Today’s N&O features an article that focuses on North Carolina’s poverty problem. The article was written by the director of the UNC Center on Poverty, Work and Opportunity and the executive director of the Z. Smith Reynolds Foundation.
Preceding the rundown of poverty-related statistics is this phrase:
Our charge is not only to rebuild an economy…
This phrase exemplifies the faulty mindset of wanna-be central planners and “social justice” champions. To depict the “economy” as a sort of machine that “we” can “rebuild” reveals why left-wing economic policies always end poorly (pun intended).
Indeed, the “economy” – or more properly understood, the market – is not a mechanical device with unchanging parts that must be arranged together according to an instruction manual. Rather, the market is a process of human interaction and co-operation in which entrepreneurs compete with one another in order to arrange scarce resources to produce goods and services that satisfy consumer needs at an agreeable price. This process involves constant adjustments on behalf of both producers and consumers, with the price of said scarce resources and finished products being the primary coordinating signal.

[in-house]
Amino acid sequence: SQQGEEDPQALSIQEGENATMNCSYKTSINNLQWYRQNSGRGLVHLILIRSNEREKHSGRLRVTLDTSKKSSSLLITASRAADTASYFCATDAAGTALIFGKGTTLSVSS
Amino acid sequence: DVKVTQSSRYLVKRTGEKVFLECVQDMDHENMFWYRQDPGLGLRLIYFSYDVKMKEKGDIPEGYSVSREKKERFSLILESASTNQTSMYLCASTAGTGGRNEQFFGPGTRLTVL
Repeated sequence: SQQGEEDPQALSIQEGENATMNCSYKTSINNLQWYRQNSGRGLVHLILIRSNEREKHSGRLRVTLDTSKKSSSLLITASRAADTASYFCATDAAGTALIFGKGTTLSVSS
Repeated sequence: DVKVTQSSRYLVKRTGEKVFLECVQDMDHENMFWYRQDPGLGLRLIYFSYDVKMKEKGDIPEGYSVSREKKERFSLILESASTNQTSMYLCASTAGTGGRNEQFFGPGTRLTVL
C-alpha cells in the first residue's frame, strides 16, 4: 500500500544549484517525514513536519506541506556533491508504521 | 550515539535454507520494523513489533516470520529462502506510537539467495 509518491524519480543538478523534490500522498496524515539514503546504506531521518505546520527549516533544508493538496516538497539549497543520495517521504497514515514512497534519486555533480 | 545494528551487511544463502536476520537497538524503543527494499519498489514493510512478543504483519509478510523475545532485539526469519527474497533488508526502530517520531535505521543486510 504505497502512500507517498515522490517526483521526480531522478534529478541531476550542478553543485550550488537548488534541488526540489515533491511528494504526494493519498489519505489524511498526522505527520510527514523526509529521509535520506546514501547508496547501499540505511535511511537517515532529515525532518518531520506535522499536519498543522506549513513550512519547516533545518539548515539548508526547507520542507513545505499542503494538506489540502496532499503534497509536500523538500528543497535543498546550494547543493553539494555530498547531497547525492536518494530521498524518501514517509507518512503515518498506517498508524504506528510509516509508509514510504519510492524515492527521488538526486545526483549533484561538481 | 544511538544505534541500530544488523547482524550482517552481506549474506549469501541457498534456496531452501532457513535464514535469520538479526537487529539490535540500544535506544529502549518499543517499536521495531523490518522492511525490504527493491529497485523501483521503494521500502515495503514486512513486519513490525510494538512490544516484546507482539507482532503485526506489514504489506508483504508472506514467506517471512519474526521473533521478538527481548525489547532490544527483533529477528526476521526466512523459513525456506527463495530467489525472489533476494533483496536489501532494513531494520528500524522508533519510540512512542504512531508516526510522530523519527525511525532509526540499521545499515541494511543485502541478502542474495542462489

A basic understanding of the “economy” should be established before any serious recommendations are made regarding the alleviation of poverty. I wrote just two days ago about the state’s Poverty Reduction Committee – which no doubt received input from the UNC Center on Poverty – and their misguided recommendations.
North Carolina will never truly alleviate its poverty problem without first understanding the market process and wealth creation; a task state leaders and left-wing policy shops seem tragically unwilling to accept.